PALIN: “That’s why we’re so concerned about AGIA and getting the gasline project underway and  hopefully sticking with our timeline with AGIA so we can see fieldwork in the summer of ’08 and get going on it. Each year we delay is another one-point-something billion dollar delay to the State of Alaska. “As the lieutenant governor and I said right after being sworn in also in crafting that first budget, we have got to start living within our means here in Alaska. We have got to start prioritizing and priorities for me and for Sean Parnell, they’re pretty basic and pretty simple. It’s not a lot of frills it’s public safety, basic infrastructure, education. “As I’ve already expressed, my commitment to fish and game, here in Alaska, management for abundance there, not only for the good of our economy but for continuation of so many positive aspects of Alaska’s culture. Those are our priorities and working with the legislature through the budget process focusing on those four priorities and building the budget around those, that’s what our philosophy is going to be in the next four years.”

LFTS: SO IS IT YOUR PLAN TO CUT BUDGETS TO FIT REVENUE OR TO SEEK NEW REVENUES TO MEET YOUR PRIORITIES BETWEEN NOW AND GASLINE REVENUES?

PALIN: “Right now we’re very blessed. Today I think oil is $63 and some cents again. We have to  be fiscally conservative in our budgeting. We can’t be spending more than we’re bringing in. Right now we have a surplus. We’re going to sock away that surplus to the greatest degree possible that the legislature will let us cushion ourselves for when the price of oil drops again until the gasline comes on line.

LFTS: WILL SPORT FISHING HAVE TO PAY MORE TO SUPPORT ITSELF? IT SEEMS LIKE THE FISH & GAME FUND IS NOT LARGE ENOUGH ANY MORE TO SUPPORT THAT AND HUNTING AND TRAPPING FOR THAT MATTER?

PALIN: “I don’t want to have to raise hunting and fishing license fees. I’m probably going to get out there and feel the wrath of tourists when I say this but if we’re going to raise fees it’s going to be on nonresidents. It’s not going to be on the people who live here who rely on the personal use fisheries and hunting and Comfish also, it wouldn’t be on the residents of Alaska. “But that’s part, too, of the budget process that, in just a few months in office I haven’t been able to be privy to all the kind of information that would enable me to say yeah or nay to what kind of fees the state would be looking at in the future.” “Another thing that Sean Parnell and I did in the budget was come in and propose fees and taxes that are nuisances to Alaskans and get rid of them, the tire tax and the fees that were put in place by the prior administration, get rid of them and send a message that we want people doing business here, and those things that, in some respects cost government more than they do take in almost, we want to get rid of them. “When I look at fishing and hunting fees that will be a consideration.”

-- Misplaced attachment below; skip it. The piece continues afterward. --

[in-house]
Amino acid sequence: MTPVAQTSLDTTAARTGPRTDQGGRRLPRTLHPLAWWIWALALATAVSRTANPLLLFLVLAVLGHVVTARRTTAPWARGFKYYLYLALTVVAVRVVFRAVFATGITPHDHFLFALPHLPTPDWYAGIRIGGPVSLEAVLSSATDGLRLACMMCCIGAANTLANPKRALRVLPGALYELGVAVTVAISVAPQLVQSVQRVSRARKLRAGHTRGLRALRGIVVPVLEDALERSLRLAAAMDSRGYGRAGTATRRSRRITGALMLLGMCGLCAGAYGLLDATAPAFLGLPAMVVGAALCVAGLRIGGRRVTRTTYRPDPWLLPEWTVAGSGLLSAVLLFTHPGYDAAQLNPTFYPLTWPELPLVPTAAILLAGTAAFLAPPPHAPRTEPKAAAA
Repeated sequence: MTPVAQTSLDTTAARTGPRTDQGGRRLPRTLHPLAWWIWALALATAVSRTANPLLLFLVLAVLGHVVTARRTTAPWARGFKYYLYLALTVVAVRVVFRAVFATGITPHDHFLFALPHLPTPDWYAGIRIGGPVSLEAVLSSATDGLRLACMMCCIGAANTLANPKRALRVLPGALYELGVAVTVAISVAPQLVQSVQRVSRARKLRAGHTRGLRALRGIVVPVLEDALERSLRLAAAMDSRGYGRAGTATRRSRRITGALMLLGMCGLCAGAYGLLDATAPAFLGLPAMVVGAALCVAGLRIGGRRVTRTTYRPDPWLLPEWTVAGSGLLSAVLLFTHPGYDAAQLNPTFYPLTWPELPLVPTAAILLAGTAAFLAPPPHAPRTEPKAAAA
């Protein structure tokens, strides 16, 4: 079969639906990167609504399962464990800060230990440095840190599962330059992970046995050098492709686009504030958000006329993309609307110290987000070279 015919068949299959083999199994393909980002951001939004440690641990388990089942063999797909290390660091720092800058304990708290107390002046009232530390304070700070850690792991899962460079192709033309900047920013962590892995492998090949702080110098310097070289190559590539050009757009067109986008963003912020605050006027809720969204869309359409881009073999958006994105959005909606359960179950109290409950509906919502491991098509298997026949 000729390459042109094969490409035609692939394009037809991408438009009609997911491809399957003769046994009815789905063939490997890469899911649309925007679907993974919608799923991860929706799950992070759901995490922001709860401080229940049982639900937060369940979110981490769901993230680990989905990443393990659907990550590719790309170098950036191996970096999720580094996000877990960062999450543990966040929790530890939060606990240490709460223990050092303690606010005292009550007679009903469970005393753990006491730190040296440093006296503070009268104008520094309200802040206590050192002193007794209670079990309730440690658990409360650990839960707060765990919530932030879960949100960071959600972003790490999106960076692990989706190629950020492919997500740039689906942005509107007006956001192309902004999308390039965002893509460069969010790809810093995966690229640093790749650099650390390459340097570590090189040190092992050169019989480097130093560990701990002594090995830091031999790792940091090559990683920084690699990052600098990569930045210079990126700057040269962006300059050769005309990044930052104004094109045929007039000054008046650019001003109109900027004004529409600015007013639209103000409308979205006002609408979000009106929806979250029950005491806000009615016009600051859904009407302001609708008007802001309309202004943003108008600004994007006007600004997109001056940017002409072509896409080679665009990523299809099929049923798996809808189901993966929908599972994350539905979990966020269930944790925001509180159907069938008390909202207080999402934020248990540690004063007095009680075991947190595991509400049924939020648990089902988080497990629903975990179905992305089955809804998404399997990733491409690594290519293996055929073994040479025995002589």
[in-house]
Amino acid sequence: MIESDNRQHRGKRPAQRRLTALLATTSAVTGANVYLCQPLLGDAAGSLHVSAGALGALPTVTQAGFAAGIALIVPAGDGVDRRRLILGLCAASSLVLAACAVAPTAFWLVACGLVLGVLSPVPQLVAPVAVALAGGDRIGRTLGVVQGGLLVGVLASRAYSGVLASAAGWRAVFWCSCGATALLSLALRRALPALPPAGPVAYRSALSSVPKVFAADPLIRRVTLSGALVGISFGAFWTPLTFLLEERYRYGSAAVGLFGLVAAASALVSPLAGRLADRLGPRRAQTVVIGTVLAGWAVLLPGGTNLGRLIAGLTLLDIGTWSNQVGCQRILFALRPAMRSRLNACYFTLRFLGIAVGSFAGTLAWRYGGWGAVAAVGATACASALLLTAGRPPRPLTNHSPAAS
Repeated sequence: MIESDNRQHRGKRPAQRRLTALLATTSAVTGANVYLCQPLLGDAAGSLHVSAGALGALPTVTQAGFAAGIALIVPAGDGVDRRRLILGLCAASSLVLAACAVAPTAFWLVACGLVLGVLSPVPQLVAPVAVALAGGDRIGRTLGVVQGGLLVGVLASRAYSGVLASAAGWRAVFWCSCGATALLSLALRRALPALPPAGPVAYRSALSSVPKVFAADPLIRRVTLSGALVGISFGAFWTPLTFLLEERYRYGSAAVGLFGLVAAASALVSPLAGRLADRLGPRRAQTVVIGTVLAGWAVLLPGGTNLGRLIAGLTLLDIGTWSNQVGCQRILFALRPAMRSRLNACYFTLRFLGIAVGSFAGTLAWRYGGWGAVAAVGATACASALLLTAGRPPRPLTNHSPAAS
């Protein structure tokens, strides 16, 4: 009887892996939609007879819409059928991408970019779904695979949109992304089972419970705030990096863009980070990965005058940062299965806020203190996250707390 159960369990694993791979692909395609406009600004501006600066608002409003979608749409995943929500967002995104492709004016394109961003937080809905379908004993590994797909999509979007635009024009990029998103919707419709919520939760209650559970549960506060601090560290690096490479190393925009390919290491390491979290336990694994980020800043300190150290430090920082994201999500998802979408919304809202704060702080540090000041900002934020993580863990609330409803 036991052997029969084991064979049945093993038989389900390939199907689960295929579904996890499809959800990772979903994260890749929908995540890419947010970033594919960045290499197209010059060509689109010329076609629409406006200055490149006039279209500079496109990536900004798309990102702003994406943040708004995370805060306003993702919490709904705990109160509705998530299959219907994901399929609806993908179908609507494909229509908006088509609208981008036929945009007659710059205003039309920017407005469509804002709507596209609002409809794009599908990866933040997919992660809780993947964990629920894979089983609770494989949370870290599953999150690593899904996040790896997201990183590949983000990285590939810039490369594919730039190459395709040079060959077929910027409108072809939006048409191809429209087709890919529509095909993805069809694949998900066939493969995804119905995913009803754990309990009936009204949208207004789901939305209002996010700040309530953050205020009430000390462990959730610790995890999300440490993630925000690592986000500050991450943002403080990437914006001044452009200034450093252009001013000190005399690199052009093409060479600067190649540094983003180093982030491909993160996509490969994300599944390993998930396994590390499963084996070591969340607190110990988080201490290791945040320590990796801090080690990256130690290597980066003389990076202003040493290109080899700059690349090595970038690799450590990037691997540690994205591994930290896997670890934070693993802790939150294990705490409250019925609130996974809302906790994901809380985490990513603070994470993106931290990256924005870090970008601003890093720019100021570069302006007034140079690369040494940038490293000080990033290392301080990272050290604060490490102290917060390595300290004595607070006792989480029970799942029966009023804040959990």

LFTS: NEITHER OF THE BILLS TO ELIMINATE TIRE TAXES OR CUT BUSINESS LICENSE FEES HAS BEEN ADVANCING. REP. BILL THOMAS FROM HAINES, SAID SEVERAL WEEKS AGO WHEN YOU WERE PROPOSING A $4 MILLION CUT TO THE FISH & GAME BUDGET, THAT HE WOULD OPPOSE THE BUSINESS LICENSE REDUCTION, WHICH COINCIDENTALLY IS PROJECTED TO CUT STATE REVENUES ABOUT $4 MILLION. THOMAS SAID EVEN THOUGH IT WAS A RELATIVELY SMALLAMOUNT OF INCOME WE ARE COMING TO THE POINT WHERE EVERY DOLLAR COUNTS.

PALIN: “It is a tiny bit of revenue, relatively speaking. We have a nearly an $8 billion budget here in  the State of Alaska and to give up, if you will, a sliver of that revenue to send that message that we want activity here in Alaska, we want revitalization of small business, we want to be able to help the Mom & Pops, I ‘m willing to give up that $4 million. I think it’s going to spur more activity. “Maybe we have a different way of thinking about government’s proper role. I think government’s proper role should be, in some sense, to get out of the way and let the private sector create opportunities. Don’t burden them with nuisance fees and those things that would stymie activity or stymie progress.

“That’s what I did in the city of Wasilla when I first came in. We came in there when I was first elected we got rid of personal property taxes. We got rid of business license renewal fees. We reduce real property tax levies. We did all these things that we could. I had a very cooperative city council, so that helped. It was a true team effort. It did spur activity. We sent the message that you don’t have to be in the town next door in big city Anchorage, come to our town and participate in this economy and it will grow and it did. We had tremendous economic indicators of success with that type of philosophy into the state of Alaska.”

LFTS: WHY DOESN’T EVERY DOLLAR COUNT?

PALIN: “Every dollar is going to count when we get into … well, every dollar counts anyway, but  today we have tremendous surplus right now. The sky isn’t falling today and it’s our opportunity right now to start living within our means and start being disciplined with our budget but to give up $4 million. I’m going to trust him that it’s a $4 million hit but out of nearly $8 billion that operates this state, I’d be willing to give that up to spur activity.”